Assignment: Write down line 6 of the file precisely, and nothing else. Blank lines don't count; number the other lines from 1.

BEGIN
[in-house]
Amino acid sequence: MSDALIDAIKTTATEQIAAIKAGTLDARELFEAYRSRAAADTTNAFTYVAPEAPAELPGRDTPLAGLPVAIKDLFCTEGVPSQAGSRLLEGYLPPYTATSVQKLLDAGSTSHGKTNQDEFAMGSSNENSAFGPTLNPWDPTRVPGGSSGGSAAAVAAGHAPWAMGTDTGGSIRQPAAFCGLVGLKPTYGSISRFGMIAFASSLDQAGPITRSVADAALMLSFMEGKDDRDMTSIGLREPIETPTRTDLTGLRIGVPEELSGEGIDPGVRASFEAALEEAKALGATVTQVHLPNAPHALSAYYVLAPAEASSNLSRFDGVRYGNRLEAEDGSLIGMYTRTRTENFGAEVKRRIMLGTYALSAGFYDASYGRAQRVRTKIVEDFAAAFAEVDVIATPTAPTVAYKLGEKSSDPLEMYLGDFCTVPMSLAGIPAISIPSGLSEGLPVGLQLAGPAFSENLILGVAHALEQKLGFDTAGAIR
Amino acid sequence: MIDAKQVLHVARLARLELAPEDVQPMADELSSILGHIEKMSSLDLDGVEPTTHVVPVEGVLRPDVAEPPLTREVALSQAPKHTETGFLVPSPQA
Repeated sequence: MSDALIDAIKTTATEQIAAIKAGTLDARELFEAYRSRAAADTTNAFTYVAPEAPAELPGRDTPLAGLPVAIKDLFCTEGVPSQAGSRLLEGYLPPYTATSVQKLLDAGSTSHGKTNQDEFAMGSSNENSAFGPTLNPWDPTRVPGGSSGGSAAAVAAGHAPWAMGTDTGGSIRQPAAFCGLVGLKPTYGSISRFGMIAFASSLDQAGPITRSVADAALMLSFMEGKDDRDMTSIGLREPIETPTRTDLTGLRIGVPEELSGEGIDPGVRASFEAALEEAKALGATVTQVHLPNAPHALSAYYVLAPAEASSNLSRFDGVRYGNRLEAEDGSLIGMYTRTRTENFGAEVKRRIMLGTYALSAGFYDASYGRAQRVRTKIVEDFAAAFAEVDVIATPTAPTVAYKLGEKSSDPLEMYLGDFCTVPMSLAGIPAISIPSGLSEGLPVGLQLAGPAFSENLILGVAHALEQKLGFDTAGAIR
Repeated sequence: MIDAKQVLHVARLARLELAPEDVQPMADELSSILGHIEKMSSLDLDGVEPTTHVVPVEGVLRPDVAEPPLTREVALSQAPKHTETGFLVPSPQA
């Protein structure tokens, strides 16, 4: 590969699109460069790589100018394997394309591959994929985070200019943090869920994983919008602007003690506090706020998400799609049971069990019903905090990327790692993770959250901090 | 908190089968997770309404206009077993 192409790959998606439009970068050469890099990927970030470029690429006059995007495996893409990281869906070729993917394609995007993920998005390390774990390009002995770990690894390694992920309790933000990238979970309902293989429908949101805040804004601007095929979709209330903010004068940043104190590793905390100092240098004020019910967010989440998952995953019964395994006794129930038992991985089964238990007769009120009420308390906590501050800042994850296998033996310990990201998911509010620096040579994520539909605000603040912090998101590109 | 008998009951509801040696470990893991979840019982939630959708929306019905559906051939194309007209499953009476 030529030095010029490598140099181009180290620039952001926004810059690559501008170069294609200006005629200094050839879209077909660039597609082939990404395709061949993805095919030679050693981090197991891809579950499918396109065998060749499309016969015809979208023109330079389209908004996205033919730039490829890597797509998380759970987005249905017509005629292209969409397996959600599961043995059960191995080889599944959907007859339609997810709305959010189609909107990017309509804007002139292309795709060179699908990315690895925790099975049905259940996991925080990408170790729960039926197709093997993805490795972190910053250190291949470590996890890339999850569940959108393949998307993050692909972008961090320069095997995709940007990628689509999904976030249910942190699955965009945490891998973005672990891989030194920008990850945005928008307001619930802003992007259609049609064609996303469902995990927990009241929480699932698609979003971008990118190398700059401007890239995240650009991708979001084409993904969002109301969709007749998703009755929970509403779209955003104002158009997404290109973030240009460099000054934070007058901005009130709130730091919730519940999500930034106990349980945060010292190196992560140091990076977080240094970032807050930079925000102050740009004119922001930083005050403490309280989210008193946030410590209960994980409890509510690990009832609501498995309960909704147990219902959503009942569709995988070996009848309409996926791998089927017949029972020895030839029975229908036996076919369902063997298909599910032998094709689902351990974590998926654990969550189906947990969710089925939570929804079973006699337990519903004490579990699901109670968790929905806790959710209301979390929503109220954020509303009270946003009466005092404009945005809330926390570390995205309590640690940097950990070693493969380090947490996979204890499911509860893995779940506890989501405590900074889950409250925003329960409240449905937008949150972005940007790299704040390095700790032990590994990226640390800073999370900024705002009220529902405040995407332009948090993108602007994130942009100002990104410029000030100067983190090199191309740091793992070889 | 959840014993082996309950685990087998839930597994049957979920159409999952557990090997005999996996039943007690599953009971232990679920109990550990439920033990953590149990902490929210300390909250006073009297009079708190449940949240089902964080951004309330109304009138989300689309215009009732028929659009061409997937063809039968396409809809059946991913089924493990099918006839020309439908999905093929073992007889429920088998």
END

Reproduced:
């Protein structure tokens, strides 16, 4: 590969699109460069790589100018394997394309591959994929985070200019943090869920994983919008602007003690506090706020998400799609049971069990019903905090990327790692993770959250901090 | 908190089968997770309404206009077993 192409790959998606439009970068050469890099990927970030470029690429006059995007495996893409990281869906070729993917394609995007993920998005390390774990390009002995770990690894390694992920309790933000990238979970309902293989429908949101805040804004601007095929979709209330903010004068940043104190590793905390100092240098004020019910967010989440998952995953019964395994006794129930038992991985089964238990007769009120009420308390906590501050800042994850296998033996310990990201998911509010620096040579994520539909605000603040912090998101590109 | 008998009951509801040696470990893991979840019982939630959708929306019905559906051939194309007209499953009476 030529030095010029490598140099181009180290620039952001926004810059690559501008170069294609200006005629200094050839879209077909660039597609082939990404395709061949993805095919030679050693981090197991891809579950499918396109065998060749499309016969015809979208023109330079389209908004996205033919730039490829890597797509998380759970987005249905017509005629292209969409397996959600599961043995059960191995080889599944959907007859339609997810709305959010189609909107990017309509804007002139292309795709060179699908990315690895925790099975049905259940996991925080990408170790729960039926197709093997993805490795972190910053250190291949470590996890890339999850569940959108393949998307993050692909972008961090320069095997995709940007990628689509999904976030249910942190699955965009945490891998973005672990891989030194920008990850945005928008307001619930802003992007259609049609064609996303469902995990927990009241929480699932698609979003971008990118190398700059401007890239995240650009991708979001084409993904969002109301969709007749998703009755929970509403779209955003104002158009997404290109973030240009460099000054934070007058901005009130709130730091919730519940999500930034106990349980945060010292190196992560140091990076977080240094970032807050930079925000102050740009004119922001930083005050403490309280989210008193946030410590209960994980409890509510690990009832609501498995309960909704147990219902959503009942569709995988070996009848309409996926791998089927017949029972020895030839029975229908036996076919369902063997298909599910032998094709689902351990974590998926654990969550189906947990969710089925939570929804079973006699337990519903004490579990699901109670968790929905806790959710209301979390929503109220954020509303009270946003009466005092404009945005809330926390570390995205309590640690940097950990070693493969380090947490996979204890499911509860893995779940506890989501405590900074889950409250925003329960409240449905937008949150972005940007790299704040390095700790032990590994990226640390800073999370900024705002009220529902405040995407332009948090993108602007994130942009100002990104410029000030100067983190090199191309740091793992070889 | 959840014993082996309950685990087998839930597994049957979920159409999952557990090997005999996996039943007690599953009971232990679920109990550990439920033990953590149990902490929210300390909250006073009297009079708190449940949240089902964080951004309330109304009138989300689309215009009732028929659009061409997937063809039968396409809809059946991913089924493990099918006839020309439908999905093929073992007889429920088998």